Thursday, March 30, 2017

SDA's juried show "Shifting Landscapes," part 2

Last week I shared with you a look at the juried members' show of the Surface Design Association (SDA), currently on view at form & concept gallery in Santa Fe through May 20.  Today I'd like to pick up where I left off, with a look at three specific fiber media as represented by works in the show:  weaving, embroidery, and quilting.  Remember that the brief for the show is that the artwork needed to be made of fiber or using fiber techniques, or be inspired by textiles.  (Disclosures:  while I am a member of SDA, I did not enter this show.  And, for better or worse, all photographs are by me.)

As I shared last week, my favorite piece was Red Dirt Rug by Rena Detrixhe:

Red Dirt Rug, Rena Detrixhe.  earth, 96' x 72" x 5"
In her statement, the artist wrote:
The refining and sifting of the soil and the imprinting of the pattern is a meditation on this past, a gesture of sensitivity and a desire for understanding.  It is a meticulous and solitary act.  .. . The form of the rug, from a western perspective, is an object of luxury; it is a symbol of authority and power.  For the maker it is an expression of beauty and often cultural significance, the result of many hours of careful labor.  Through this form, I contemplate the tension between nature and human impact while suggesting the ubiquitousness and preciousness of the earth just below our feet. 
This reference to "meticulous and solitary. . . hours of careful labor" helped me to see that this piece, though it contains no fiber and uses no textile techniques at all, belongs in this show as a kind of conceptual weaving.  It's a fresh and thoughtful response to the function, history and traditional patterning of rugs.  It flips the exquisitely crafted luxury item and status symbol on its head.

A more traditional weaving spoke to a very specific place, the Litzmannstadt, or Lodz, ghetto in Poland during World War II.  From this site Jews from all over Europe were deported to concentration camps.  Wendy Weiss based her image on a photograph of a commemorative granite marker.  She effectively uses Jacquard weaving (I believe) to create a piece that evokes imprisonment.  For me the separate strips suggest a kind of fence, as does the diamond patterning. There is no taking comfort in the softness of this material.

Wendy Weiss, Litzmannstadt Getto, 1940-1944, weaving, 53" x 111"

detail, Wendy Weiss, Litzmannstadt Getto, 1940-1944, weaving, 53" x 111"

I liked this piece better the more I looked at it.  Each paper tag or label, all 638 of them, was colored with watercolor and ink.  Its connection to weaving and fiber is tenuous (though paper is technically a fiber), but in this case the grid format, the color, and the implied elements of labor over time made for me an interesting conceptual connection for me with weaving.  The connection to place is perhaps implied by the colors and the horizontal lines; the title suggests this is more of an internal landscape.

Jenna Lynch, Traveling Within, Feeling Through, Dreaming Beyond, The Lines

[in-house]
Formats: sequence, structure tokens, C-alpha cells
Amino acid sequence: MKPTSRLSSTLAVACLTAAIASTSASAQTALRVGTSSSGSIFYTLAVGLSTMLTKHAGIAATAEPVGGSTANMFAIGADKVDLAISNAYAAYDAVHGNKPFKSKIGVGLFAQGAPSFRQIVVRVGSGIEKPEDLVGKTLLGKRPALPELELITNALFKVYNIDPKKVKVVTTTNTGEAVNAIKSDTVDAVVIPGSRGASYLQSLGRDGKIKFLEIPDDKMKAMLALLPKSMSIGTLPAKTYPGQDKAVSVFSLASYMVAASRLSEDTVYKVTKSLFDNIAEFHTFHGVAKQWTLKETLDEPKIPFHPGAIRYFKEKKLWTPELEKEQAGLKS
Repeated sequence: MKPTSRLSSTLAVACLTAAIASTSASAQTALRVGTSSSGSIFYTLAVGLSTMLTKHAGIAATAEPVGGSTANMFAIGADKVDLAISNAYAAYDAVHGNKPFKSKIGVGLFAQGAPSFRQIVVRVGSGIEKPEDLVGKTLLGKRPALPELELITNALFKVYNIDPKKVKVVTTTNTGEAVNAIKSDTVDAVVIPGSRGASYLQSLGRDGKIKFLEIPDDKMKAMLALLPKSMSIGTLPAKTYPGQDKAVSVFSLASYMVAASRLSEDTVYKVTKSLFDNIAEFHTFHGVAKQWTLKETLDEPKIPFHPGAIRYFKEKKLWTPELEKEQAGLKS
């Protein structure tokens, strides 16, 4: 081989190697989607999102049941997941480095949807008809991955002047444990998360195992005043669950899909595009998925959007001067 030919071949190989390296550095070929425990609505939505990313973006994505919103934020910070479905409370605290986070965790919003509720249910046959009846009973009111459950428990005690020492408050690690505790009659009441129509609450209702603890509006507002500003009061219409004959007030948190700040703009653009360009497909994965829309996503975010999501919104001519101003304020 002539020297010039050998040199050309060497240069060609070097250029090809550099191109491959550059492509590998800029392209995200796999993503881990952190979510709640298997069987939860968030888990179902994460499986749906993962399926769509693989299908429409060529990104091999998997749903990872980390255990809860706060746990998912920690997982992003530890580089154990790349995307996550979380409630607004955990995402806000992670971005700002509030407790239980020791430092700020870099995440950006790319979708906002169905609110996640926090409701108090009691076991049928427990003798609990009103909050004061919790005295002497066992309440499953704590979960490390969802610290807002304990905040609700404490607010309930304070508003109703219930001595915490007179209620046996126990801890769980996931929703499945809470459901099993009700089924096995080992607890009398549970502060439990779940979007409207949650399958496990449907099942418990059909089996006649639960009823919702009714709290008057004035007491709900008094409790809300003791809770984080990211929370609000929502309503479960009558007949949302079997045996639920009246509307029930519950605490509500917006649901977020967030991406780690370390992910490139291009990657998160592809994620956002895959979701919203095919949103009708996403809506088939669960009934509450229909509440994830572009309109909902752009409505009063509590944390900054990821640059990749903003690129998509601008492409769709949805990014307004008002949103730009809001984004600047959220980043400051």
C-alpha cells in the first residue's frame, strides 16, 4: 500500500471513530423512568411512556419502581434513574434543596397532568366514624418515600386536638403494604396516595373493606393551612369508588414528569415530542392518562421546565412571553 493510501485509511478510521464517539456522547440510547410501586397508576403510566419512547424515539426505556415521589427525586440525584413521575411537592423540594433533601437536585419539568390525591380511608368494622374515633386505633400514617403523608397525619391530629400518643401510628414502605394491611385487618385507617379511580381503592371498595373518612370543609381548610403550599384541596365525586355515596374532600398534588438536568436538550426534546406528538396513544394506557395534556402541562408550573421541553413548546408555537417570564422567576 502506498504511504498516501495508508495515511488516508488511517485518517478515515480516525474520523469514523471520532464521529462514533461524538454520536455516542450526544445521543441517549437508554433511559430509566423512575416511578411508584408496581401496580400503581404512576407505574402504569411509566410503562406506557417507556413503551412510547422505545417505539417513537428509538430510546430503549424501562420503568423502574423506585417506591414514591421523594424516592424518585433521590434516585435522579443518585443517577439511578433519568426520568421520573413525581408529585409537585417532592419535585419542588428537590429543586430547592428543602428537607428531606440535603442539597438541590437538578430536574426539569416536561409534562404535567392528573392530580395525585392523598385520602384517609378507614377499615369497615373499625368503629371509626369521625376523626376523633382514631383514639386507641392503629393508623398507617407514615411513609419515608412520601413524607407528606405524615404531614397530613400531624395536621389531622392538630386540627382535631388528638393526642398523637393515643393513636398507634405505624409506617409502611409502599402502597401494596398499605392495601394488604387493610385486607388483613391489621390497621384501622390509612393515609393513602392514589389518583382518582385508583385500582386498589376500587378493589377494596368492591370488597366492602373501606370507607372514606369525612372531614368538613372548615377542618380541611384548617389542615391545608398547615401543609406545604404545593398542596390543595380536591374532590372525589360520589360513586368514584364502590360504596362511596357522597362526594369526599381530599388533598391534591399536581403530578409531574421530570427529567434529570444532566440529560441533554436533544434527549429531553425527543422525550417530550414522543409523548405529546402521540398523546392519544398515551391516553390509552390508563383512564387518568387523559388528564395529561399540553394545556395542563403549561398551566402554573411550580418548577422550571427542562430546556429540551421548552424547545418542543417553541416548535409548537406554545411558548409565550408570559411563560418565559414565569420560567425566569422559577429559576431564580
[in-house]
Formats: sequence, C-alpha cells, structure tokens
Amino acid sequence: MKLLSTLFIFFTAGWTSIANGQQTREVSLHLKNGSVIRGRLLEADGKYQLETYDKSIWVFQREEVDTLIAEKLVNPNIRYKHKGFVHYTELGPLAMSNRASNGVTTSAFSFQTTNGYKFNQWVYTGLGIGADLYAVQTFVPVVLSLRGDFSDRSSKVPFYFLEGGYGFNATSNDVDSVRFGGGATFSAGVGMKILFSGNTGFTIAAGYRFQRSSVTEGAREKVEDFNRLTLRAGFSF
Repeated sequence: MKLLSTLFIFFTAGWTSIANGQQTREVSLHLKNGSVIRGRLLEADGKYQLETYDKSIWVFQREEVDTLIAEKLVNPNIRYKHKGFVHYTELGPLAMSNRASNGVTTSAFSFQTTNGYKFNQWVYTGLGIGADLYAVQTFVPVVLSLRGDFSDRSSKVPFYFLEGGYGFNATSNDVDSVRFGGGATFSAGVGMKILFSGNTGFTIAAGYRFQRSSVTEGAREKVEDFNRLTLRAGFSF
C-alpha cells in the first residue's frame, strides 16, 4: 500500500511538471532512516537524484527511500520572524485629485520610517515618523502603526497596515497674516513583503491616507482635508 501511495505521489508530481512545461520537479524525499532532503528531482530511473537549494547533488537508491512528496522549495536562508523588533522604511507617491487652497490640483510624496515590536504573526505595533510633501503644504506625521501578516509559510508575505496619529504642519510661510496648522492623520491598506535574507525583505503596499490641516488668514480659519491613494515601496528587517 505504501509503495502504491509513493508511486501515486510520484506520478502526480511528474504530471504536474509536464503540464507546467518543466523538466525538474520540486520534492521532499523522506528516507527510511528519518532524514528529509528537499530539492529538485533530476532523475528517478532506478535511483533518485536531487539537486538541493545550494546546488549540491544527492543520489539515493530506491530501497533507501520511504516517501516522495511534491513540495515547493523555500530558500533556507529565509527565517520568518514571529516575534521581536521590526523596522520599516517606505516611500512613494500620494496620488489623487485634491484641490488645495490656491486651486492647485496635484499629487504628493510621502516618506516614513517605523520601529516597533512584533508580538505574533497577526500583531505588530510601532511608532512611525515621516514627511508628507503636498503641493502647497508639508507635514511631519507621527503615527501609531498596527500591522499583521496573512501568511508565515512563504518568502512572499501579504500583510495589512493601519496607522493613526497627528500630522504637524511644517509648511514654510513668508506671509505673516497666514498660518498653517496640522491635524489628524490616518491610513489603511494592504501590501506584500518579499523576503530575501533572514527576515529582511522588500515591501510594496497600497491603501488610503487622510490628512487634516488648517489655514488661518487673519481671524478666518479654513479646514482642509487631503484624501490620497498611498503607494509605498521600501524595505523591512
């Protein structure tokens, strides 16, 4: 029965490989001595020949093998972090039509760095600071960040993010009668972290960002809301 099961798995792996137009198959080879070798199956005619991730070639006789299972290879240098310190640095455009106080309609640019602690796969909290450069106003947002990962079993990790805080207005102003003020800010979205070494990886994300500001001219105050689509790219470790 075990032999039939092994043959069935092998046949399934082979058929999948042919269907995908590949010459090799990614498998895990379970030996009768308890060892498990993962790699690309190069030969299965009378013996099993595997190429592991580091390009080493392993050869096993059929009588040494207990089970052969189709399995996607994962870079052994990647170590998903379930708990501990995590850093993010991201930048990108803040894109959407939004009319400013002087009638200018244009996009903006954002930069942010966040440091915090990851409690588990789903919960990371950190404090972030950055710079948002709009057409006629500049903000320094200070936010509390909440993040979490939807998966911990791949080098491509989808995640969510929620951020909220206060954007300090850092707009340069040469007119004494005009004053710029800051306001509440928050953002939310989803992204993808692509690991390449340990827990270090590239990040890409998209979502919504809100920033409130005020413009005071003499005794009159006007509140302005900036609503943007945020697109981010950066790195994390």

638 watercolor and ink drawings on paper, 56" x 33"

detail, Jenna Lynch, Traveling Within, Feeling Through, Dreaming Beyond, The Lines
638 watercolor and ink drawings on paper, 56" x 33"

In the field of embroidery, there was one piece that might be called "straight" or traditional.

Mandy Remmen, Blue Mountains, embroidery, 10" x 11.5" x 1.75"
At first glance, a familiar scene of hills under a blue sky, presented in a very traditional gilt frame, seemed almost quaint in the context of other, edgier work in the show.  But closer inspection shows a boldness and freedom to the stitching that belies the fussiness and prettiness of much conventional embroidery.  The frame begins to seem like a ironic comment on the subject and the medium.

detail, Mandy Remmen, Blue Mountains, embroidery, 10" x 11.5" x 1.75"

Quiltmaking is undoubtedly one of the most popular fiber art forms today.  Artists are exploring a myriad of surface design techniques and materials to move quilting far beyond its utilitarian origins. The quilts in this show represented several current trends in the art quilt world:  embellishment, improvisational piecing, and rust-dyeing.  

Melody Money, Sky Prayers, Memories of Sky, mixed-media textile, 59" x 41"
detail, Melody Money, Sky Prayers, Memories of Sky, mixed-media textile, 59" x 41"
The artist does convey a sense of  a magical, sacred Eastern landscape in this piece.  The quilting is exquisite.  While technically impressive, this piece seems a bit overworked and over-embellished to me.

Improvisational piecing and the use of ragged scraps have been popular for a few decades now, thanks to artists like the Gee's Bend quilters, Nancy Crow, and countless others.  Hand-stitching is also making a comeback, and all of this is evident in this piece:

Patricia Kennedy-Zafred, A Dying Breed, fiber, art quilt, 44" x 44"
Regina Benson took an interesting approach to the quilt format, slicing the rectangle into three shards and mounting them as a relief on the wall.

Regina Benson, V Restored Legacy, fiber, 42" x 46" x 3"
detail, Regina Benson, V Restored Legacy, fiber, 42" x 46" x 3"
I wonder if the title is a reference to the old iron tools, perhaps, that had been used to rust-dye the fabric. There is a sense of industrial decay, of a whole that has come apart here (a twist on the pieced quilt that makes a whole from fragments), that could be a comment on the future of our natural world.

If you've made it this far, thank you for reading!  Obviously my opinions are simply my own responses.  You would likely respond differently to this work, and that is as it should be.  Please share your comments below.  Let's engage in the critical conversation our fiber medium needs.

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